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In every house that I have lived in since I have been a child, we have had two rooms; one we called the living room, and the other was a room in which we really lived. The living room was for show, for guests and more formal occasions. The room we lived in was for relaxing, for taking off our shoes, for reading a paper and eating dessert. The living room had delicate chairs, a lovely sofa, lamps and art work. The room we live in has a television set. The living room, to tell the truth, is not for us; it is for guests and to put our best foot forward. It is a place where we pretend that this is how we live, when in reality our daily life goes on in the worn but comfortable family room, delicately hidden from obvious view.

Some people do the same with their religion; they have a living room faith. They have it for public consumption, for looks and not for life. It is a faith which asks only the easy questions and offers only the cliche answers. People keep a living room faith by paying their church dues; if anyone asks, they can say they belong. They attend church once or twice a year; at Easter everyone will see them there. They are polite to others but seldom take the time to be truly kind. They occasionally give contributions, especially when embarassed in front of others, but never sacrifice. For people such as these, all of their life is public and no part of it is hidden. They have no inner life in a deep and enriching sense. Everything they do is outer, is shallow. These are people who live exactly as Christ condemned when He said, "Beware of practicing your piety before men in order to be seen by them."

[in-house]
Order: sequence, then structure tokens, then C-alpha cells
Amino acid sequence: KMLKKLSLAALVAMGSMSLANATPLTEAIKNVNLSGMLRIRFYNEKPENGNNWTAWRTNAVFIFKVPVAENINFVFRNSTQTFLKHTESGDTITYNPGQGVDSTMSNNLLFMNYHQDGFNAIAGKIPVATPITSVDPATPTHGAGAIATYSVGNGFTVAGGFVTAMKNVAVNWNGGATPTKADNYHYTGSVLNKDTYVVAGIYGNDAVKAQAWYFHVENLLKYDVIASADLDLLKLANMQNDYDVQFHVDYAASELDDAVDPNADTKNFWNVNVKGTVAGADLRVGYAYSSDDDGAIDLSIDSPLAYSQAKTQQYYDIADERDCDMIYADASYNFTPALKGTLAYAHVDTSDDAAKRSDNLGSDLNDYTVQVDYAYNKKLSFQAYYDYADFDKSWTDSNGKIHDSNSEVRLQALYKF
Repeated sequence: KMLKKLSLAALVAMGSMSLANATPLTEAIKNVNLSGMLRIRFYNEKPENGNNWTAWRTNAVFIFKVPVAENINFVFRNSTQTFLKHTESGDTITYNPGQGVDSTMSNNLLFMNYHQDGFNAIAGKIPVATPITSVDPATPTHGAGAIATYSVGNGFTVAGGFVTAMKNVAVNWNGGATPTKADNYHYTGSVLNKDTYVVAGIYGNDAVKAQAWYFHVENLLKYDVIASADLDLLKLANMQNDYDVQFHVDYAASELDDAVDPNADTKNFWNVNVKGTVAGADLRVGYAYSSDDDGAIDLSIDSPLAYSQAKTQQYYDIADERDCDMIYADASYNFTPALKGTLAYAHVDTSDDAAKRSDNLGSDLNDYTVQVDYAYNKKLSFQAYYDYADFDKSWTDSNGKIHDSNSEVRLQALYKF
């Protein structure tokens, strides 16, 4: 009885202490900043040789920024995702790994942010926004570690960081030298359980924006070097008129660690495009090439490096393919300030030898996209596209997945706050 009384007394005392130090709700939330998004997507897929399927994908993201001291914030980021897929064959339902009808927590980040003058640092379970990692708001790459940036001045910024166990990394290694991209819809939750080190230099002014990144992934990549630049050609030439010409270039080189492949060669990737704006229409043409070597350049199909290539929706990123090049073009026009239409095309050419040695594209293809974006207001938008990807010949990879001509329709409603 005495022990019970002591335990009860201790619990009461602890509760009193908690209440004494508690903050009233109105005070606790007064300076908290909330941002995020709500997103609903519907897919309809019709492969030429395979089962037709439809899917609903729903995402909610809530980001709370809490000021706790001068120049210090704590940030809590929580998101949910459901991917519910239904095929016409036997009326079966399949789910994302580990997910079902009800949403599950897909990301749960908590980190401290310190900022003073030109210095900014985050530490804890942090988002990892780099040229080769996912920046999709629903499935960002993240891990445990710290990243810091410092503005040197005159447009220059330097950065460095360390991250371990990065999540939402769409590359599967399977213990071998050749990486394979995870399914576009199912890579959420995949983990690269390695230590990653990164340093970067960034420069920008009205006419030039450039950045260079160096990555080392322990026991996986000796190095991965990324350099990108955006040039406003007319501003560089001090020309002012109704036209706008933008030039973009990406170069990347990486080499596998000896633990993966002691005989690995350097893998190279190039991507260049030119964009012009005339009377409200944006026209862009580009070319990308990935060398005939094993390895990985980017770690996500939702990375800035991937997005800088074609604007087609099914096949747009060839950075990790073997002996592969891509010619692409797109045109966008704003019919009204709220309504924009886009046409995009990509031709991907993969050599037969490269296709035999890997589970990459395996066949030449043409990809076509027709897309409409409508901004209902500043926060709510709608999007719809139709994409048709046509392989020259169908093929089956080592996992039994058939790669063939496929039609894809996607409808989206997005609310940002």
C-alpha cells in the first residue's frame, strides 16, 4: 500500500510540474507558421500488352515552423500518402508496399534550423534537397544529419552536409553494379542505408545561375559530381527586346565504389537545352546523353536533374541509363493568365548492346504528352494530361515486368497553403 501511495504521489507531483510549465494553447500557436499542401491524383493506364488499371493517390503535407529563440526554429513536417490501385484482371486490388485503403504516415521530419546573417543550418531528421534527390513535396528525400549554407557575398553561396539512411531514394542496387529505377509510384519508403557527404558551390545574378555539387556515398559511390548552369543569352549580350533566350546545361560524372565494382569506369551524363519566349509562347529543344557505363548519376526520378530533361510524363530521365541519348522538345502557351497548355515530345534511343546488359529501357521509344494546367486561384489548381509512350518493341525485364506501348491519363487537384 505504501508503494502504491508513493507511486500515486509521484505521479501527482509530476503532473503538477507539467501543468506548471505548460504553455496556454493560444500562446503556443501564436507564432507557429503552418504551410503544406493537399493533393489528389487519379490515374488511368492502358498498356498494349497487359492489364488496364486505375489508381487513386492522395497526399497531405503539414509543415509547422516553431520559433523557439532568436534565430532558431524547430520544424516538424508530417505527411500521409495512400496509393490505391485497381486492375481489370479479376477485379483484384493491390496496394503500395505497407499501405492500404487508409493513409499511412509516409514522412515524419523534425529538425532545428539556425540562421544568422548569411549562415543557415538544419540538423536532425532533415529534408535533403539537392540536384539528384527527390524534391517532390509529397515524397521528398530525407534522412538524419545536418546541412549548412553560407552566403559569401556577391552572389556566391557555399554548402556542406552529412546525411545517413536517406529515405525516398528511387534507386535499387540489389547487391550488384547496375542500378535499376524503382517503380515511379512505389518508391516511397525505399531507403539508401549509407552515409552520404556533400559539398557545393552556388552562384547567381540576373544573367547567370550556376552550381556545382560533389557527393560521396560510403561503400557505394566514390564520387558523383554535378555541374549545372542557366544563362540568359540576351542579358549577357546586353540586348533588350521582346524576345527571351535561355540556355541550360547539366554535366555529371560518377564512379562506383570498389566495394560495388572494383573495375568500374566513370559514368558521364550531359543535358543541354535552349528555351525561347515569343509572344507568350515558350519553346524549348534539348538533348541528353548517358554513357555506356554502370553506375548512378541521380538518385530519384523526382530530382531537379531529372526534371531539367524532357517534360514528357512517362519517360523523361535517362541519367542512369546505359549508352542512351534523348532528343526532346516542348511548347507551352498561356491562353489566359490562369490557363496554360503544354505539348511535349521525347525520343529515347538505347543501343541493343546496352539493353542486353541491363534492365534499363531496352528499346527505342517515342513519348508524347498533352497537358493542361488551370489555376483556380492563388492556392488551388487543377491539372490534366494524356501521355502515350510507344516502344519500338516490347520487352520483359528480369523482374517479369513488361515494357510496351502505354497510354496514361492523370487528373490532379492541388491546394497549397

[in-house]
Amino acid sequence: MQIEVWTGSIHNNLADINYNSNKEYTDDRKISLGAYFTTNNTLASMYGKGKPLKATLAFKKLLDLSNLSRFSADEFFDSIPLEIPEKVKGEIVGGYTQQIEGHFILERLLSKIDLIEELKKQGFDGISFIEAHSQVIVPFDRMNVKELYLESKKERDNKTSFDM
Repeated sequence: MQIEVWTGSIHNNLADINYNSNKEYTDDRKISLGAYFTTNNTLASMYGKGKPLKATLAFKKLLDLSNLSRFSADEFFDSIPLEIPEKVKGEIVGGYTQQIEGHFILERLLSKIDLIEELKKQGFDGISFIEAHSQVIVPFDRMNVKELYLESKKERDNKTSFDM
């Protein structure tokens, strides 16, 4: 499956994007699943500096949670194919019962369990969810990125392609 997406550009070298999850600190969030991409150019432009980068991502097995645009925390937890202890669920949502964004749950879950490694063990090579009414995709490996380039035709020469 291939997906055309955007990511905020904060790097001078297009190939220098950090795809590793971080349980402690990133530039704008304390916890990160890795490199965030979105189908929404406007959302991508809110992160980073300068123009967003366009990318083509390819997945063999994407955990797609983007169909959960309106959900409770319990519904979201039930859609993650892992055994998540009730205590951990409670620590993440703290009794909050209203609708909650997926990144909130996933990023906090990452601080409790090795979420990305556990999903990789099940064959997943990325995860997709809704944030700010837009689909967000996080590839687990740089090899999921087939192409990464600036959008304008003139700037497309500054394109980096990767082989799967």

We need to be certain that our faith is not a "living room faith" that does not touch our real lives. Rather it needs to be a force in our lives that strenghtens and upholds us, that stands in judgement over us, and is found not in our living rooms but in our living.

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